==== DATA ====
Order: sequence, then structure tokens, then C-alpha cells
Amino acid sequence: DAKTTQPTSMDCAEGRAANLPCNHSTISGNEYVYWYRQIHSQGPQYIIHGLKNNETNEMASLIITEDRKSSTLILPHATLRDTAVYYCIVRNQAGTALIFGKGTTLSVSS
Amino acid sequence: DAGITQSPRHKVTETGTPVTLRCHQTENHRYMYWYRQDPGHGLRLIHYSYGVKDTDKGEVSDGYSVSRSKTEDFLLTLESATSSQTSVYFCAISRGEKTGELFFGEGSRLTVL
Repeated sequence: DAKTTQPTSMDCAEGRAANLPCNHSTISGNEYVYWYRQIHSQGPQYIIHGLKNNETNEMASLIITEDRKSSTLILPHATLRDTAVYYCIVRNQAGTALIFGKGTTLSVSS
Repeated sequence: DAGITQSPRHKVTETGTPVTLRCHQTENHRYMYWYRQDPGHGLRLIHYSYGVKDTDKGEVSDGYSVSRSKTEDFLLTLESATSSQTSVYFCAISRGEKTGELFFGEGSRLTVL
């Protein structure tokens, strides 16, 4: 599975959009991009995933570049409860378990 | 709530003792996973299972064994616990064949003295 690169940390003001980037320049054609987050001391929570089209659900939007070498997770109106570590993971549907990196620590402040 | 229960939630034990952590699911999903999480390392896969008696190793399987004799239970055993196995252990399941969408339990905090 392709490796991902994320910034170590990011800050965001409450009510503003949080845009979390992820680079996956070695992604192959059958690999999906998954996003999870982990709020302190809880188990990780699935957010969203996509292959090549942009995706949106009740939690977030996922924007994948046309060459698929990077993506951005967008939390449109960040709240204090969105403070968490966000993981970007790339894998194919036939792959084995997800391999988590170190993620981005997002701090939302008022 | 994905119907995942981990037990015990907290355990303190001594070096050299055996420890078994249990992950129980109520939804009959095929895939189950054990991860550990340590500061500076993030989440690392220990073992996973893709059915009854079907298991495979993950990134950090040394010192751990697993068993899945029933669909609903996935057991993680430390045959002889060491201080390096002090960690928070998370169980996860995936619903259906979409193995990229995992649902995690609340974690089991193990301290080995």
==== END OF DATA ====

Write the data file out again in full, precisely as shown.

Order: sequence, then structure tokens, then C-alpha cells
Amino acid sequence: DAKTTQPTSMDCAEGRAANLPCNHSTISGNEYVYWYRQIHSQGPQYIIHGLKNNETNEMASLIITEDRKSSTLILPHATLRDTAVYYCIVRNQAGTALIFGKGTTLSVSS
Amino acid sequence: DAGITQSPRHKVTETGTPVTLRCHQTENHRYMYWYRQDPGHGLRLIHYSYGVKDTDKGEVSDGYSVSRSKTEDFLLTLESATSSQTSVYFCAISRGEKTGELFFGEGSRLTVL
Repeated sequence: DAKTTQPTSMDCAEGRAANLPCNHSTISGNEYVYWYRQIHSQGPQYIIHGLKNNETNEMASLIITEDRKSSTLILPHATLRDTAVYYCIVRNQAGTALIFGKGTTLSVSS
Repeated sequence: DAGITQSPRHKVTETGTPVTLRCHQTENHRYMYWYRQDPGHGLRLIHYSYGVKDTDKGEVSDGYSVSRSKTEDFLLTLESATSSQTSVYFCAISRGEKTGELFFGEGSRLTVL
């Protein structure tokens, strides 16, 4: 599975959009991009995933570049409860378990 | 709530003792996973299972064994616990064949003295 690169940390003001980037320049054609987050001391929570089209659900939007070498997770109106570590993971549907990196620590402040 | 229960939630034990952590699911999903999480390392896969008696190793399987004799239970055993196995252990399941969408339990905090 392709490796991902994320910034170590990011800050965001409450009510503003949080845009979390992820680079996956070695992604192959059958690999999906998954996003999870982990709020302190809880188990990780699935957010969203996509292959090549942009995706949106009740939690977030996922924007994948046309060459698929990077993506951005967008939390449109960040709240204090969105403070968490966000993981970007790339894998194919036939792959084995997800391999988590170190993620981005997002701090939302008022 | 994905119907995942981990037990015990907290355990303190001594070096050299055996420890078994249990992950129980109520939804009959095929895939189950054990991860550990340590500061500076993030989440690392220990073992996973893709059915009854079907298991495979993950990134950090040394010192751990697993068993899945029933669909609903996935057991993680430390045959002889060491201080390096002090960690928070998370169980996860995936619903259906979409193995990229995992649902995690609340974690089991193990301290080995």